The House Judiciary Committee is set to debate the Legal Workforce Act, a bill proposing all U.S. businesses be required to use the federal E-Verify system to ensure only citizens or immigrants who have a work visa are employed in the United States.
Committee chairman Lamar Smith, a Republican from Texas and who is the bill’s sponsor, is a member of the House’s Reclaim American Jobs Caucus. The caucus’ stated mission is to draw attention to the link between illegal immigration and unemployment, and on its web page cites a statistic that an estimated 8 million illegal immigrants are in the current U.S. workforce, while 15 million American citizens are unemployed. The group describes E-Verify as a key measure to ensure illegal immigrants do not take jobs from citizens.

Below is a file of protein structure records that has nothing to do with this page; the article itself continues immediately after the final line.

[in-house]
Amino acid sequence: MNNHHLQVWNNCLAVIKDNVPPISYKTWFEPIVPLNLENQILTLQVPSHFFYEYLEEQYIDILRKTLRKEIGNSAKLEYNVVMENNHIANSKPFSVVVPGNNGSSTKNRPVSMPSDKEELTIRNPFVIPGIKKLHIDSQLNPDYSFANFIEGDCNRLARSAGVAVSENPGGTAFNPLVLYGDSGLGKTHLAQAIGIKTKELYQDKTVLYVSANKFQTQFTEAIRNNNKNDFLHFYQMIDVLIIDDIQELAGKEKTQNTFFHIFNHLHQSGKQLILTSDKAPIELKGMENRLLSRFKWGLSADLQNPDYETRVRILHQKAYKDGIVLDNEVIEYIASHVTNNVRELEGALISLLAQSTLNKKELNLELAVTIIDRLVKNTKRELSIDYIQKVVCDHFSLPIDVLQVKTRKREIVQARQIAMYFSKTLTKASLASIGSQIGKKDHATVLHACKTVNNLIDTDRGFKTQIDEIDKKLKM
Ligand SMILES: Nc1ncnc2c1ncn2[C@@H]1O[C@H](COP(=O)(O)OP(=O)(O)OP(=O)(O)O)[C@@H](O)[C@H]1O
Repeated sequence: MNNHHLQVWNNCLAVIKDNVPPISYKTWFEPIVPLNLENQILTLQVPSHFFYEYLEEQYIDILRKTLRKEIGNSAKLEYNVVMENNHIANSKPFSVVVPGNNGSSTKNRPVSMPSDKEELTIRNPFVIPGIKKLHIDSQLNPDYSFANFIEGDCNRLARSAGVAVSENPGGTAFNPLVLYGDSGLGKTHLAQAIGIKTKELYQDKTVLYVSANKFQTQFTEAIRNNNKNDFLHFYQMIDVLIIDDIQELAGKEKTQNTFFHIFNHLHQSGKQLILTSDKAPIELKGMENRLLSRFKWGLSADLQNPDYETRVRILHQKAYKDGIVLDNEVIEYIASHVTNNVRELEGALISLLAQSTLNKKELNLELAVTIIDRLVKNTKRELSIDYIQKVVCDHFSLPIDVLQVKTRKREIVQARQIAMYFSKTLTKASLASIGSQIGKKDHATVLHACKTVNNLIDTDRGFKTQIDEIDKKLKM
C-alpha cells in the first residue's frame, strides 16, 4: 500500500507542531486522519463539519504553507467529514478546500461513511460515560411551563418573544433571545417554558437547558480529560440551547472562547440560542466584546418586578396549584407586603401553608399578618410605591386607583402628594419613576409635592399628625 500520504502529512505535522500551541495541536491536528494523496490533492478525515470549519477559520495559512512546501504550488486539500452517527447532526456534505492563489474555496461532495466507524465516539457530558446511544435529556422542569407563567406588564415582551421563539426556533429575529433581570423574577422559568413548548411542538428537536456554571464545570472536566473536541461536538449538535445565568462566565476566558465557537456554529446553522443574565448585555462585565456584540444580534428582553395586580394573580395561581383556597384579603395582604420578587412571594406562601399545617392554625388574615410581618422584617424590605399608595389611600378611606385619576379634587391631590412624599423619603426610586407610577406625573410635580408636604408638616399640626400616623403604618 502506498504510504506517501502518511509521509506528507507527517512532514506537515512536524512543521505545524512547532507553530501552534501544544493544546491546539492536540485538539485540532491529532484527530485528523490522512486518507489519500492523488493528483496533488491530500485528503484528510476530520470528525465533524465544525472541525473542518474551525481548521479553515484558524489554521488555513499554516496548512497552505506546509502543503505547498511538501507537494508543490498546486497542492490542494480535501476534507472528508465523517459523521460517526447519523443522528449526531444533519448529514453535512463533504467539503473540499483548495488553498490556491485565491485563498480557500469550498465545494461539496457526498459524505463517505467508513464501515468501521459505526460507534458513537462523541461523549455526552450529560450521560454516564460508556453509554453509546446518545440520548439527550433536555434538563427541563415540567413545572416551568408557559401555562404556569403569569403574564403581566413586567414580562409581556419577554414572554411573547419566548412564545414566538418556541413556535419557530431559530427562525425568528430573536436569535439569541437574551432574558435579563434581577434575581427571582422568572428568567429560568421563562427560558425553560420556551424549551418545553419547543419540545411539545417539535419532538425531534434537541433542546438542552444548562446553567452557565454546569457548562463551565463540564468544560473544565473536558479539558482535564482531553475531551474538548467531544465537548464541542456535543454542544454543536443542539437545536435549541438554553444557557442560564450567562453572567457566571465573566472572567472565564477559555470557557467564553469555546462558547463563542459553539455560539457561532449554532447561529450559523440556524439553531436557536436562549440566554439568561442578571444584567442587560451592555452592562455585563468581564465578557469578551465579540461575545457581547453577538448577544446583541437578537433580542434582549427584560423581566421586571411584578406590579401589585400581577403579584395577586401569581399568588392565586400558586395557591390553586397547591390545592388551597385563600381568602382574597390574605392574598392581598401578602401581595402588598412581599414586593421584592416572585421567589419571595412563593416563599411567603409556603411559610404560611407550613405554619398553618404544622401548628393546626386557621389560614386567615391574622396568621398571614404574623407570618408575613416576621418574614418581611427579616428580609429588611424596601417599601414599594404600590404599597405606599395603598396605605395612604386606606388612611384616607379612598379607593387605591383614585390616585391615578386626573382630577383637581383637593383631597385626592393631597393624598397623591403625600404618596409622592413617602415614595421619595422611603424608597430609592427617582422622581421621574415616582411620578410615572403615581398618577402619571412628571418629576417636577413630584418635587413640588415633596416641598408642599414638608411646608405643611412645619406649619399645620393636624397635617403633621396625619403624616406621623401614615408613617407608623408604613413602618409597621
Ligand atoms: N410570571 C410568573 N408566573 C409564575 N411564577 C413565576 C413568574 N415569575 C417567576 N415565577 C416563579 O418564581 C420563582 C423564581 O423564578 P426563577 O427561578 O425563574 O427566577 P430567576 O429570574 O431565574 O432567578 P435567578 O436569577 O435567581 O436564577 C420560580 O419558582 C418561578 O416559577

The bill’s opponents, including President Barack Obama, argue that the E-Verify system is unreliable and that mandated participation would make large-scale immigration reform, including a path to citizenship for undocumented workers already integrated into the country’s social and economic fabric, more difficult to institute.
“If your answer is to enforce a dysfunctional system, you’re going to have problems,” Rep. Zoe Lofgren of California, a Democrat on the judiciary committee, told the Washington Times.
Some states and municipalities have already passed E-Verify laws. San Bernardino County, California, is considering an ordinance requiring all food industry employers to use the database, while the state’s farmers have said mandated use of E-Verify would cripple the agriculture sector’s workforce.